Many people are familiar with this program, as it has been featured in a series on Animal Planet and other TV documentaries. This is a program that is a winner for all concerned, and we will promote and participate in these programs whenever, and wherever, possible.
Dogs that are on "death row" at various shelters are saved and placed with carefully selected inmates in correctional institutions for a period of about 8 weeks. The inmates work with staff and outside volunteers, like us, to train these dogs in basic obedience so the dogs become more adoptable. Some of the dogs that demonstrate special temperament and aptitude can go on to more advanced training to become assistance or service dogs.
Who wins here?? EVERYONE... there are NO losers. The INMATES learn responsibility, how to love and be loved, and a trade that can be used to earn a living when they are released. It gives them a chance to perform a meaningful service to society. The STAFF at participating institutions report less discipline problems and a great desire by inmates to adhere to all the rules of the facility so as to not jeopardize their participation in the program. Needless to say, the DOGS win. They get to live, that's pretty exciting, (especially for them) and do what they are born to do... help humans! The FAMILIES who adopt some of these dogs win and, certainly, PEOPLE WITH DISABILITIES who receive the gift of a service or assistance dog are big winners as well.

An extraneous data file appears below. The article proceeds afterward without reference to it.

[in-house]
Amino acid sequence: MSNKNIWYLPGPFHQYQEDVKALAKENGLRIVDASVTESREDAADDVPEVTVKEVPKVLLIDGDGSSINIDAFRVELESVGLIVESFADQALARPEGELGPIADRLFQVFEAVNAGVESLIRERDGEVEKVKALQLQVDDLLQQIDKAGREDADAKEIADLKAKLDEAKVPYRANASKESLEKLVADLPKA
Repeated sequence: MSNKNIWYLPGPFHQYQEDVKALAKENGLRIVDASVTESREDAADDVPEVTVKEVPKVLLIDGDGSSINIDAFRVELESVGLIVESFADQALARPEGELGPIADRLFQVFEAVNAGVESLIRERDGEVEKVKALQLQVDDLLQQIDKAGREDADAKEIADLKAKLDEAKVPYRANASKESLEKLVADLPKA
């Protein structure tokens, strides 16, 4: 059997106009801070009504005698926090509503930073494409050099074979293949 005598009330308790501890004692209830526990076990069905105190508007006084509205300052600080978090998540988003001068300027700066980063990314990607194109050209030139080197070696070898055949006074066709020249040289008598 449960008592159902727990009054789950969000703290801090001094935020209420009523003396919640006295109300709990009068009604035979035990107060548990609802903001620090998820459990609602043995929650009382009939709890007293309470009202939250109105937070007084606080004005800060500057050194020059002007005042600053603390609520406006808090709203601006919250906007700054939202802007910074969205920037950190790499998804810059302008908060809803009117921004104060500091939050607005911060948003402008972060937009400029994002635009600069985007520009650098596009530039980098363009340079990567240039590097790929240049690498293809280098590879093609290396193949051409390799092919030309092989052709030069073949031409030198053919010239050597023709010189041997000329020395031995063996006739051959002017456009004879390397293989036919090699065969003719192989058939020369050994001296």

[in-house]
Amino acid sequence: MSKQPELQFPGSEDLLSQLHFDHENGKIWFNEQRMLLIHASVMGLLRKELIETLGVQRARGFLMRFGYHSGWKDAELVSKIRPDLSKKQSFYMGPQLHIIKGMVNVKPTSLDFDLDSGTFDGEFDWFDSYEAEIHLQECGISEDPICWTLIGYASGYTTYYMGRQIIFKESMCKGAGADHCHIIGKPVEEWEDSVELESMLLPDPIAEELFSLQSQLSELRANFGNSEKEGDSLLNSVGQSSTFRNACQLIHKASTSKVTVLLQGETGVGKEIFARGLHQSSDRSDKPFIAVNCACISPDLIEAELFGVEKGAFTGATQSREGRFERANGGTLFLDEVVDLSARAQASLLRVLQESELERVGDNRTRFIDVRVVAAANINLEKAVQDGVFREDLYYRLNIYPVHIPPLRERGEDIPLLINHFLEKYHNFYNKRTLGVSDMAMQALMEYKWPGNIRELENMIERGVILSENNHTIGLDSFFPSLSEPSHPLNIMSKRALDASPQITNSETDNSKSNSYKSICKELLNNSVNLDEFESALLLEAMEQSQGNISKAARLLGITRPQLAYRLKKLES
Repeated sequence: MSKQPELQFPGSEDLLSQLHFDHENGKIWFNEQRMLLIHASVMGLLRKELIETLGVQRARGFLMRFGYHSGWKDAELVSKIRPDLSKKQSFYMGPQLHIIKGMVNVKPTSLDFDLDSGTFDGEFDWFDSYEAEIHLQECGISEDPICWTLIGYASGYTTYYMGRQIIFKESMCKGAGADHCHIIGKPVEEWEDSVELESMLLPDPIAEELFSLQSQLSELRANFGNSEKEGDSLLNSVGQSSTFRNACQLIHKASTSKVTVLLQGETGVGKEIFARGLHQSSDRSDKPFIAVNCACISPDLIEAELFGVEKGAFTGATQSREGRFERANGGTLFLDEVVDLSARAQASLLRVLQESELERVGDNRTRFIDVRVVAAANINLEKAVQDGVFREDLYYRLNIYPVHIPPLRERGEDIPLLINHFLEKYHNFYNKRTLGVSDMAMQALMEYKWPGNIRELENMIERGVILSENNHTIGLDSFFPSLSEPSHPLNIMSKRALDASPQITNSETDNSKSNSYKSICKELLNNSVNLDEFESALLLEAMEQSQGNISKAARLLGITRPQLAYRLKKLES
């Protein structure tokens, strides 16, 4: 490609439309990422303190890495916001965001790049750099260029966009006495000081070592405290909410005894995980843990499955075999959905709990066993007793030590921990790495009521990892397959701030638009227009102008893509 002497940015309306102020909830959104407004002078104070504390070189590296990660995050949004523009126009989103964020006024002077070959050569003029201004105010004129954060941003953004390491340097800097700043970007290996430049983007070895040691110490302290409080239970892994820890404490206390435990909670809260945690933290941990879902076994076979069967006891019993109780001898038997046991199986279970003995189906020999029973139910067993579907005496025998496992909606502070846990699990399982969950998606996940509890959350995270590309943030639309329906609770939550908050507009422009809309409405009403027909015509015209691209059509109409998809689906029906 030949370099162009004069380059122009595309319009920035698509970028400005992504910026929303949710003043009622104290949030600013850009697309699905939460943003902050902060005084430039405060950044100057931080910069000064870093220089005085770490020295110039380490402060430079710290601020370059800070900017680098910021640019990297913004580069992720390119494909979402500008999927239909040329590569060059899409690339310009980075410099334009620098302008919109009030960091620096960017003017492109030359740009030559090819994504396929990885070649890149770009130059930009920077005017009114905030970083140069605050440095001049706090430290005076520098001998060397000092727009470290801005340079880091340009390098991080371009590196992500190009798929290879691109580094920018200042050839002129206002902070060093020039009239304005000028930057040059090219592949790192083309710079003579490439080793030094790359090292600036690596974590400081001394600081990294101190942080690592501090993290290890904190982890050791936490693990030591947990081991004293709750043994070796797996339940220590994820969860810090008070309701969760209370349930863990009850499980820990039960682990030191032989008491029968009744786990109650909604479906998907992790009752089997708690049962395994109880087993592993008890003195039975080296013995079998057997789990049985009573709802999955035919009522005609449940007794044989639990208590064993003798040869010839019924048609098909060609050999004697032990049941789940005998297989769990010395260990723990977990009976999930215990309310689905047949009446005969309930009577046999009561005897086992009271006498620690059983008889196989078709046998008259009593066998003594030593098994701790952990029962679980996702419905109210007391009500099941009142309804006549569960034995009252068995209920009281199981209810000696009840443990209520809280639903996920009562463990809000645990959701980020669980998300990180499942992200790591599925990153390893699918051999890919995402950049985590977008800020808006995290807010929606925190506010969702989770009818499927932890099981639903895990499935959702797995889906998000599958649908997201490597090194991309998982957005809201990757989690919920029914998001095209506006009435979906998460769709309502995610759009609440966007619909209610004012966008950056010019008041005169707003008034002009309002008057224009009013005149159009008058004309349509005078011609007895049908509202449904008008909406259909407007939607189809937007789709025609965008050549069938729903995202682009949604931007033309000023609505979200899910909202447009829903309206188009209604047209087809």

These are three former cell dogs who went on to advanced training. Inmates provided the basic training for these dogs, who would have been gassed, if not for them and the program. In some mature programs, inmates provide the advanced training.
Roll your mouse over each picture to see the "before" and "after" images.
Since most institutions do not have extra funding for such programs, the programs are usually dependent on outside donations of time and treasure. Individual and corporate donations help to cover the cost of food, housing, vet bills, insurance, and transportation. All training is provided by volunteer trainers and helpers.
There are currently 65 cell dog programs operating in 26 states... from juvenile offenders to "lifers", and all report positive results. Officers and staff at these facilities soon become great fans of the program. There are also several successful programs within the federal correctional system.
K-9 Sarah (white dog in front) went on to become a seizure alert dog.
K-9 Luke (right rear) qualified for advanced training and became a service assistance dog.
K-9 Henry (center rear) is now a service assistance dog.
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